WPP School of Marketing and Communications launches in Shanghai

WPP, the world’s largest marketing group, and the Shanghai Art & Design Academy (SADA), a nationally recognized leader in arts and design vocational education, jointly announced today the establishment of the WPP School of Marketing and Communications.

Located on SADA’s 218-acre campus in Shanghai, the WPP School of Marketing and Communications marks China’s first professional marketing and communications three-year diploma program, bringing together a strong academic and creative curriculum combined with practical application.

The WPP School inaugural class enrolled in September 2011. Fifty students were selected from a pool of 1,358 SADA candidates.

In 2007, SADA was designated by the Ministry of Education as a national role model for advanced vocational colleges. SADA has more than 50 years of history as an advanced education institution, and has a reputation for cultivating nationally renowned design masters and artists in China. The SADA campus houses outstanding design, production and CGI facilities. SADA is part of the Shanghai Guosheng Group, a leading state-owned investment holding company.

“China is currently facing a shortage of talent, particularly in the fields of marketing and communications, which is expected to become more acute in coming years. As the leading marketing group in China and the world, WPP is committed to helping China to develop a professional, and creatively-talented workforce in this sector,” said WPP Chief Executive Sir Martin Sorrell.

“We are fortunate to have such a committed partner in SADA to establish the WPP School of Marketing and Communications. We look forward to working with them to build the WPP School and nurture market-leading talent,” he added.

Jiang Ming, the Principal of SADA, said, “The joint establishment of the WPP school to nurture world-class creative talents in marketing and communication and the development of a new model in the collaboration between colleges and companies is a new exploration on the path of higher vocational education for the Shanghai Art and Design Academy.”

WPP and WPP companies, which are globally recognized for their in-house training and development programs, will work closely with SADA to develop the School’s curriculum and hire full-time faculty. TB Song, WPP Greater China Chairman and Ogilvy Greater China Chairman, will serve as Dean and will lead the School’s board of directors. Additionally, senior staff from WPP companies will serve as part-time faculty and act as mentors. Internship and training opportunities will also be provided to students.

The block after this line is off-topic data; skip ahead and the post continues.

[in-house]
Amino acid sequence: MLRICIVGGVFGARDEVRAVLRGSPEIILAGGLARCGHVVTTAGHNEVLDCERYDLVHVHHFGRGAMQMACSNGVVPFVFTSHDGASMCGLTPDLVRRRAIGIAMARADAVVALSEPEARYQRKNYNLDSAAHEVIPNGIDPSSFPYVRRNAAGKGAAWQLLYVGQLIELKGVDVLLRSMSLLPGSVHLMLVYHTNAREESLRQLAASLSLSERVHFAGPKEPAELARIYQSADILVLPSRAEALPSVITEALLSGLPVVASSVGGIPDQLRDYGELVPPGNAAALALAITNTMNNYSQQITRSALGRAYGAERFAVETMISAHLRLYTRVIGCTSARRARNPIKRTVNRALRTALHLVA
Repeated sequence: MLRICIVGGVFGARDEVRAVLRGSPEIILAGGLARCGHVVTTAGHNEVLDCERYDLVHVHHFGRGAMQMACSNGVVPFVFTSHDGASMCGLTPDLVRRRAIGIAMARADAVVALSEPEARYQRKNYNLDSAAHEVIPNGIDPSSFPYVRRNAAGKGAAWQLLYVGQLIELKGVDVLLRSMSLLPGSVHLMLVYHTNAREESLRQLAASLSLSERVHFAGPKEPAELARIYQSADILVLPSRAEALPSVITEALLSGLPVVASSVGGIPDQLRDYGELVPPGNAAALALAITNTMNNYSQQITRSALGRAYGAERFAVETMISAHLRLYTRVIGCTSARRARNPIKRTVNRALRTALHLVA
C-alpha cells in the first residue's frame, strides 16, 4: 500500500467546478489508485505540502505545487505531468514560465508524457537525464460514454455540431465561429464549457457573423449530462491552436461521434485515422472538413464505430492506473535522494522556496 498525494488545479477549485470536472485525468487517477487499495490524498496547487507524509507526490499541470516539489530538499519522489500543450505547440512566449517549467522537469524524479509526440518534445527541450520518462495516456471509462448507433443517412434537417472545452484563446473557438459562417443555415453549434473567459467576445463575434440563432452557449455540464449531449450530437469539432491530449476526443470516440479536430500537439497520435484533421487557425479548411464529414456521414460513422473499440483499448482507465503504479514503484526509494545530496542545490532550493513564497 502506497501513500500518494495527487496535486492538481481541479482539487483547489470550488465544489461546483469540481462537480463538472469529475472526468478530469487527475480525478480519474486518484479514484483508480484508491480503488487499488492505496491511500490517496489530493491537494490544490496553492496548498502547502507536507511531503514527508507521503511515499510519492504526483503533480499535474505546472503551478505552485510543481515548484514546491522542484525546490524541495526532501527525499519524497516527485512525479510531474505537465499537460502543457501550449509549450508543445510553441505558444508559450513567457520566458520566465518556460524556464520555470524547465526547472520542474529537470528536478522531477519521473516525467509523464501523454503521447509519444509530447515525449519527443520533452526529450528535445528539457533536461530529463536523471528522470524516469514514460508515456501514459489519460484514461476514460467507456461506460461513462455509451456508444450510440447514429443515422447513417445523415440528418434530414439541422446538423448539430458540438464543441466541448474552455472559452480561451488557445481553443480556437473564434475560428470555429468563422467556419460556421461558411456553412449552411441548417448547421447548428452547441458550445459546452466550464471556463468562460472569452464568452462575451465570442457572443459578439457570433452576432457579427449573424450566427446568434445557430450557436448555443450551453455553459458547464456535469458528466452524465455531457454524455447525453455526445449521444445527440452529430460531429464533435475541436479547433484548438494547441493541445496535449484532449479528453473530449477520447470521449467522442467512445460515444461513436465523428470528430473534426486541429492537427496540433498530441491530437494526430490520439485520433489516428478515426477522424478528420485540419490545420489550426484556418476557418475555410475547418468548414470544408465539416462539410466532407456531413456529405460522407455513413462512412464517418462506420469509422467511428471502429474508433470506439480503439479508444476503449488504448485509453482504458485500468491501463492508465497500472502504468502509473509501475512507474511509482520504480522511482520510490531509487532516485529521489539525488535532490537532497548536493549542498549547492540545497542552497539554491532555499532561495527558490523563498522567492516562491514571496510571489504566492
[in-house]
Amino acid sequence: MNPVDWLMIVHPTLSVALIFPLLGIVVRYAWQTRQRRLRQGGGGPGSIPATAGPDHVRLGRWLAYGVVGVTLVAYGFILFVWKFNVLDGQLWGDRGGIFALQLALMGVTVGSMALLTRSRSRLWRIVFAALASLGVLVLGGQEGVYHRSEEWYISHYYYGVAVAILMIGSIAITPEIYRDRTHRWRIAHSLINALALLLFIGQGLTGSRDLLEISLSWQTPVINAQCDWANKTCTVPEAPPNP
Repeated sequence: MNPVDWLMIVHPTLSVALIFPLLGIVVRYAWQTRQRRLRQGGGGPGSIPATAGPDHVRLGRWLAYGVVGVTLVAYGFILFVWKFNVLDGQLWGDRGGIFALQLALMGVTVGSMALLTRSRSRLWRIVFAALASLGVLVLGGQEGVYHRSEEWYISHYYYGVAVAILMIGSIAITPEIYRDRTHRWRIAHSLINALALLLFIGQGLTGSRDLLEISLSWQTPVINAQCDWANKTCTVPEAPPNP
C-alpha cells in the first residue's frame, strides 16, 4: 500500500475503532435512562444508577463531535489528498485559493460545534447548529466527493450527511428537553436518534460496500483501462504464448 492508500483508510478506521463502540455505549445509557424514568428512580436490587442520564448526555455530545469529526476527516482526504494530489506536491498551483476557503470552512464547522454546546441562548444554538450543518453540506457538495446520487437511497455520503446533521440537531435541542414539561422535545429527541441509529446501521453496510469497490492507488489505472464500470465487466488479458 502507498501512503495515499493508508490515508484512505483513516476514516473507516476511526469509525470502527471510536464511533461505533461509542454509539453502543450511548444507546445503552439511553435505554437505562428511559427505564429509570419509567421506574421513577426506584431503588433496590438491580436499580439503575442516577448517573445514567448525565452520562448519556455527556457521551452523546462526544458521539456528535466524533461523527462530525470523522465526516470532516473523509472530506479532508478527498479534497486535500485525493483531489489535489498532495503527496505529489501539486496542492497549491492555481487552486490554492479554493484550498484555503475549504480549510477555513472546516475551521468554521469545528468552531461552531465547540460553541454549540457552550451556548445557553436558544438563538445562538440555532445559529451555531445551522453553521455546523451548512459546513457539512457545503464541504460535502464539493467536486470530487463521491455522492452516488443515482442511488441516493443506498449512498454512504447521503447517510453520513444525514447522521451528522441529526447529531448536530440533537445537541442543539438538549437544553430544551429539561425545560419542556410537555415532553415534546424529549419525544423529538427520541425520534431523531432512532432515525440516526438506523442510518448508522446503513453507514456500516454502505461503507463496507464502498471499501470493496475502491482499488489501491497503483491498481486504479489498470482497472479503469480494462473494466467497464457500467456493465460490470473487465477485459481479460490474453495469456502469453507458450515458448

“WPP and its companies are known for their world-class internal training programs. WPP will share its experience in developing such programs and making them relevant to SADA and its students,” said TB Song. “Upon graduation, students will have a solid academic background and creative skill sets, providing them with good employment opportunities in our industry.”

China’s central government has focused on education reform as one of its top priorities, with colleges and universities being asked to put more emphasis on practical skills. In particular, the number of new college graduates has tripled in the past eight years to 6.6 million in 2011, according to China’s Ministry of Education, with unemployment and underemployment high among new college graduates.

Speaking at the inauguration ceremony, Mr. Sorrell shared his views on the importance of innovation and creative talent in business. A 2010 McKinsey Global Survey found that senior executives in China ranked Marketing among the top 4 disciplines where they expect to find difficulty recruiting the right talent. More broadly, an earlier 2008 McKinsey study reported that 44 percent of executives at Chinese companies said insufficient talent was the biggest barrier to their global ambitions.

Mr. Sorrell was also in Shanghai to attend the Shanghai Mayor’s International Business Leaders Advisory Council, where he was a vice-chairman for the 2011 IBLAC meeting.

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